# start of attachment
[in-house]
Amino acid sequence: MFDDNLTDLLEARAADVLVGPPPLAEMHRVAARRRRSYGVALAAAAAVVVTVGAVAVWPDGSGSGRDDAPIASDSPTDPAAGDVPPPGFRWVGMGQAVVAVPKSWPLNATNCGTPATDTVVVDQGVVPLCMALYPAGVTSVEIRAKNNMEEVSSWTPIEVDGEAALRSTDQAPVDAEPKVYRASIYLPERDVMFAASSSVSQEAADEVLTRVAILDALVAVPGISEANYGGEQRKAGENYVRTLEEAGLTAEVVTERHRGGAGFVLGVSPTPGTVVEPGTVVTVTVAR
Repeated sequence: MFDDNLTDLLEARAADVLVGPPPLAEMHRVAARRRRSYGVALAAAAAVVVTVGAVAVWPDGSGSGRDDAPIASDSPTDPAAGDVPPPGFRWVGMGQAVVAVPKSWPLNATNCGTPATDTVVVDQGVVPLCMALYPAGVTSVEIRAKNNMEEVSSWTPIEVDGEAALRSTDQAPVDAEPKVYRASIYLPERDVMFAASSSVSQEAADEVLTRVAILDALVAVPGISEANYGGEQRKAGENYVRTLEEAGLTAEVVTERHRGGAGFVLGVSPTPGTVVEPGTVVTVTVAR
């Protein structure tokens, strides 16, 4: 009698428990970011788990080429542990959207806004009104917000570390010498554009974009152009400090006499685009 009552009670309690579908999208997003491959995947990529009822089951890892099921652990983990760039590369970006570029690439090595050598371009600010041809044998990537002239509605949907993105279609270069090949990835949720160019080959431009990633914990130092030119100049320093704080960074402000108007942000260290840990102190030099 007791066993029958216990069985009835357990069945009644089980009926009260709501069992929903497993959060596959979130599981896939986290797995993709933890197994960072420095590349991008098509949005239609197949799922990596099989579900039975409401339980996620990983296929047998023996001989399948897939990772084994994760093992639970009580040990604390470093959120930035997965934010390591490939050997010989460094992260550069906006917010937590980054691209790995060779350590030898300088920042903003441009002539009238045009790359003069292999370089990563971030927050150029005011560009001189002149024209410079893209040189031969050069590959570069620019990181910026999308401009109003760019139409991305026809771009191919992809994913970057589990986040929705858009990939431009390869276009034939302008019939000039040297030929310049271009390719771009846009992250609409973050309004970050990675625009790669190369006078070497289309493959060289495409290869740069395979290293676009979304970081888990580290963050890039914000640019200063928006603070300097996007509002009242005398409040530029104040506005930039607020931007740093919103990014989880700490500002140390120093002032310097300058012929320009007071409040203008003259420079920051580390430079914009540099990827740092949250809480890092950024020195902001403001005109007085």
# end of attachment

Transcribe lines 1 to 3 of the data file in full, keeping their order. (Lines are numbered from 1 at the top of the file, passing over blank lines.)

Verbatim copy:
[in-house]
Amino acid sequence: MFDDNLTDLLEARAADVLVGPPPLAEMHRVAARRRRSYGVALAAAAAVVVTVGAVAVWPDGSGSGRDDAPIASDSPTDPAAGDVPPPGFRWVGMGQAVVAVPKSWPLNATNCGTPATDTVVVDQGVVPLCMALYPAGVTSVEIRAKNNMEEVSSWTPIEVDGEAALRSTDQAPVDAEPKVYRASIYLPERDVMFAASSSVSQEAADEVLTRVAILDALVAVPGISEANYGGEQRKAGENYVRTLEEAGLTAEVVTERHRGGAGFVLGVSPTPGTVVEPGTVVTVTVAR
Repeated sequence: MFDDNLTDLLEARAADVLVGPPPLAEMHRVAARRRRSYGVALAAAAAVVVTVGAVAVWPDGSGSGRDDAPIASDSPTDPAAGDVPPPGFRWVGMGQAVVAVPKSWPLNATNCGTPATDTVVVDQGVVPLCMALYPAGVTSVEIRAKNNMEEVSSWTPIEVDGEAALRSTDQAPVDAEPKVYRASIYLPERDVMFAASSSVSQEAADEVLTRVAILDALVAVPGISEANYGGEQRKAGENYVRTLEEAGLTAEVVTERHRGGAGFVLGVSPTPGTVVEPGTVVTVTVAR